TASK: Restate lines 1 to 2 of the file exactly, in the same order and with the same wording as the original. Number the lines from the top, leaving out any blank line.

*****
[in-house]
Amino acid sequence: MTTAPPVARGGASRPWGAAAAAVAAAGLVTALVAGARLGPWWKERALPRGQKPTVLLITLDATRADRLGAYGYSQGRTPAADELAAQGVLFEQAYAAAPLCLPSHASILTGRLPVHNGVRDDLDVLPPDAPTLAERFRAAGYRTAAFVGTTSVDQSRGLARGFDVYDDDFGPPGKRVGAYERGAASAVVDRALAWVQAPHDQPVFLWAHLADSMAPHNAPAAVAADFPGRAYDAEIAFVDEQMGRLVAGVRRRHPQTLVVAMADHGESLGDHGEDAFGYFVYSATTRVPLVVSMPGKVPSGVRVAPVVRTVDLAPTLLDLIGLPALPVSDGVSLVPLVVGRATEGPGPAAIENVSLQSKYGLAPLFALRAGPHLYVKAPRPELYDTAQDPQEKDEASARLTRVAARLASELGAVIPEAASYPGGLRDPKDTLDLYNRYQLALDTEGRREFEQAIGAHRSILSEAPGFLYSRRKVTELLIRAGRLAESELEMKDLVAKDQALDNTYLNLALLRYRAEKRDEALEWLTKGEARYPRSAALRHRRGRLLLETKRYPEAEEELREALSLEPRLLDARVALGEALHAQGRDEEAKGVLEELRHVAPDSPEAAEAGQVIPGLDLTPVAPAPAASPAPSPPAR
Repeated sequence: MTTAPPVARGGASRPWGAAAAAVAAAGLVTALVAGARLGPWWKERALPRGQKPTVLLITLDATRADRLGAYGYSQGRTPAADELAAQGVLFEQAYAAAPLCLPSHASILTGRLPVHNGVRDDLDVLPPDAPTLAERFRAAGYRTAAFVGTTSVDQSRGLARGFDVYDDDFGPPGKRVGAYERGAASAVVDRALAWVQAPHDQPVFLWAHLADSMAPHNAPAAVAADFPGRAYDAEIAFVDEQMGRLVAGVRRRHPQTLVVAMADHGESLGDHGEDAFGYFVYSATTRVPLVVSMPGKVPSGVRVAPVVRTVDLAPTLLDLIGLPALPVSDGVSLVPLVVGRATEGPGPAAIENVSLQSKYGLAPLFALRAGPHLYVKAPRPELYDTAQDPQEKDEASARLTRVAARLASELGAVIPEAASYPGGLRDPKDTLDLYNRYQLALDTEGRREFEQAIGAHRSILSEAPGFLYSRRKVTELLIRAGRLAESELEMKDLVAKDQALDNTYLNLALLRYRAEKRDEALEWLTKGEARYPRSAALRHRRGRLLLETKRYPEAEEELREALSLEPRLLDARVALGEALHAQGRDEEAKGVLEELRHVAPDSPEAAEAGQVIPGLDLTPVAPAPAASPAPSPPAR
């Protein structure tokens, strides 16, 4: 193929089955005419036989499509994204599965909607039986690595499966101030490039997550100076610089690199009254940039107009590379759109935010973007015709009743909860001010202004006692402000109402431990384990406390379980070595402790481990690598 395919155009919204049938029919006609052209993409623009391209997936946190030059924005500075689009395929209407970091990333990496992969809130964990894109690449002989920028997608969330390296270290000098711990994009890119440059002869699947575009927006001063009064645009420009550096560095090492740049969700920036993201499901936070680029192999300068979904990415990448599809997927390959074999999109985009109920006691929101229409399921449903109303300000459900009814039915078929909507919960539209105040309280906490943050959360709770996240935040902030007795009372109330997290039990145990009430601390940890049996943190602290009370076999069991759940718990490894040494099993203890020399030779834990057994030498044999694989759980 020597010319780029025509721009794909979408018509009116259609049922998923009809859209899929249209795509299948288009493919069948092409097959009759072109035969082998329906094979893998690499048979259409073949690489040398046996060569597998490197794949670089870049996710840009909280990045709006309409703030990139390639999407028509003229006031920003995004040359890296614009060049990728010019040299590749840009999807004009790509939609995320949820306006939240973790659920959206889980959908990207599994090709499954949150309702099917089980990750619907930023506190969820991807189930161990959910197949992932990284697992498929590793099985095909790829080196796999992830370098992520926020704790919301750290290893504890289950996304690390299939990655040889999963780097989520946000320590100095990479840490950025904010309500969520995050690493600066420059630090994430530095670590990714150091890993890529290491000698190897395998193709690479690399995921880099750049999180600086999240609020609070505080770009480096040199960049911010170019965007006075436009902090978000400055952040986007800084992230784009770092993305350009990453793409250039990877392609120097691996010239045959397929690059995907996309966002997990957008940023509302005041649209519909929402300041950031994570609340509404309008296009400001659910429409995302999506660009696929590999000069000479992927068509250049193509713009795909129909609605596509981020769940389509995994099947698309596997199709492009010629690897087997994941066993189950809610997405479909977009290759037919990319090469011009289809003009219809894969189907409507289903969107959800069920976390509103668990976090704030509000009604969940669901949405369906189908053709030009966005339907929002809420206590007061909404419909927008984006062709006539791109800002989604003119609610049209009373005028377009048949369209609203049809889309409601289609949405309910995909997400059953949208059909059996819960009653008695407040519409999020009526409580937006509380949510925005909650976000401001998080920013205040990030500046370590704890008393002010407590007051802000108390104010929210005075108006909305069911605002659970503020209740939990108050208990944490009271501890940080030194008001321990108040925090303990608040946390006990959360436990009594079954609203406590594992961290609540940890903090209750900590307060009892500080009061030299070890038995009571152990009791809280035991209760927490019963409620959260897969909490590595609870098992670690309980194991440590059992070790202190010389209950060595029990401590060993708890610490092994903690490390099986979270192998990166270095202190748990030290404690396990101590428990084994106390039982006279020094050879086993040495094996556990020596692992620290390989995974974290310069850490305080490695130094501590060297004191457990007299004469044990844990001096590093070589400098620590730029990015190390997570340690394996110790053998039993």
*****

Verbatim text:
[in-house]
Amino acid sequence: MTTAPPVARGGASRPWGAAAAAVAAAGLVTALVAGARLGPWWKERALPRGQKPTVLLITLDATRADRLGAYGYSQGRTPAADELAAQGVLFEQAYAAAPLCLPSHASILTGRLPVHNGVRDDLDVLPPDAPTLAERFRAAGYRTAAFVGTTSVDQSRGLARGFDVYDDDFGPPGKRVGAYERGAASAVVDRALAWVQAPHDQPVFLWAHLADSMAPHNAPAAVAADFPGRAYDAEIAFVDEQMGRLVAGVRRRHPQTLVVAMADHGESLGDHGEDAFGYFVYSATTRVPLVVSMPGKVPSGVRVAPVVRTVDLAPTLLDLIGLPALPVSDGVSLVPLVVGRATEGPGPAAIENVSLQSKYGLAPLFALRAGPHLYVKAPRPELYDTAQDPQEKDEASARLTRVAARLASELGAVIPEAASYPGGLRDPKDTLDLYNRYQLALDTEGRREFEQAIGAHRSILSEAPGFLYSRRKVTELLIRAGRLAESELEMKDLVAKDQALDNTYLNLALLRYRAEKRDEALEWLTKGEARYPRSAALRHRRGRLLLETKRYPEAEEELREALSLEPRLLDARVALGEALHAQGRDEEAKGVLEELRHVAPDSPEAAEAGQVIPGLDLTPVAPAPAASPAPSPPAR